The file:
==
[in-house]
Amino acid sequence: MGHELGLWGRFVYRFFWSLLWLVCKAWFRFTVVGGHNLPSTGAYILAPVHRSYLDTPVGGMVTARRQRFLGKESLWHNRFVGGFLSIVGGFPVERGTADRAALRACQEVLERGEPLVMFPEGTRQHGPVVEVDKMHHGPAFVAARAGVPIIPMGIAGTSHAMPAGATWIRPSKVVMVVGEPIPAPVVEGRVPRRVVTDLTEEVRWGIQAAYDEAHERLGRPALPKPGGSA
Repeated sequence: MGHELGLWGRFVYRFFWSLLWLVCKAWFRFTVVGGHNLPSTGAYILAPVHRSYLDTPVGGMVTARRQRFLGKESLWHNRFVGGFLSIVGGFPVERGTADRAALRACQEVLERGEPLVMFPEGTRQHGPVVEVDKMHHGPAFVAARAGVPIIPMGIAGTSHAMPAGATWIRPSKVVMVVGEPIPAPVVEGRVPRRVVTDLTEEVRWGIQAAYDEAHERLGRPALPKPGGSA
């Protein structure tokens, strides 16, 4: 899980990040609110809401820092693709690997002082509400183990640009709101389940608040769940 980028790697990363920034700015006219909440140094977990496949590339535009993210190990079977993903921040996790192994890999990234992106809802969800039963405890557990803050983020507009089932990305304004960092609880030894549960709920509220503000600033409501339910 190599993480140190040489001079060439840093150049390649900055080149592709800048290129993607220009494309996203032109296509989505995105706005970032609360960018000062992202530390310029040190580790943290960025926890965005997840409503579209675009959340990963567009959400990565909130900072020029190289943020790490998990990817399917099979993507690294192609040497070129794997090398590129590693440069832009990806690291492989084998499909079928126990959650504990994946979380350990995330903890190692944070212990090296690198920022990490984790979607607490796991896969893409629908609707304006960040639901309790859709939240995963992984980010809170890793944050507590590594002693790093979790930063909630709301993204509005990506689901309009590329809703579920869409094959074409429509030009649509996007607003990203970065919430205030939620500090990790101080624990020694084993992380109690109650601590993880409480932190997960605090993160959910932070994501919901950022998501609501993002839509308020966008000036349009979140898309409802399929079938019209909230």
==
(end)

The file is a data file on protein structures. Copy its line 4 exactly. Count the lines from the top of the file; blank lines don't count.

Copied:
């Protein structure tokens, strides 16, 4: 899980990040609110809401820092693709690997002082509400183990640009709101389940608040769940 980028790697990363920034700015006219909440140094977990496949590339535009993210190990079977993903921040996790192994890999990234992106809802969800039963405890557990803050983020507009089932990305304004960092609880030894549960709920509220503000600033409501339910 190599993480140190040489001079060439840093150049390649900055080149592709800048290129993607220009494309996203032109296509989505995105706005970032609360960018000062992202530390310029040190580790943290960025926890965005997840409503579209675009959340990963567009959400990565909130900072020029190289943020790490998990990817399917099979993507690294192609040497070129794997090398590129590693440069832009990806690291492989084998499909079928126990959650504990994946979380350990995330903890190692944070212990090296690198920022990490984790979607607490796991896969893409629908609707304006960040639901309790859709939240995963992984980010809170890793944050507590590594002693790093979790930063909630709301993204509005990506689901309009590329809703579920869409094959074409429509030009649509996007607003990203970065919430205030939620500090990790101080624990020694084993992380109690109650601590993880409480932190997960605090993160959910932070994501919901950022998501609501993002839509308020966008000036349009979140898309409802399929079938019209909230």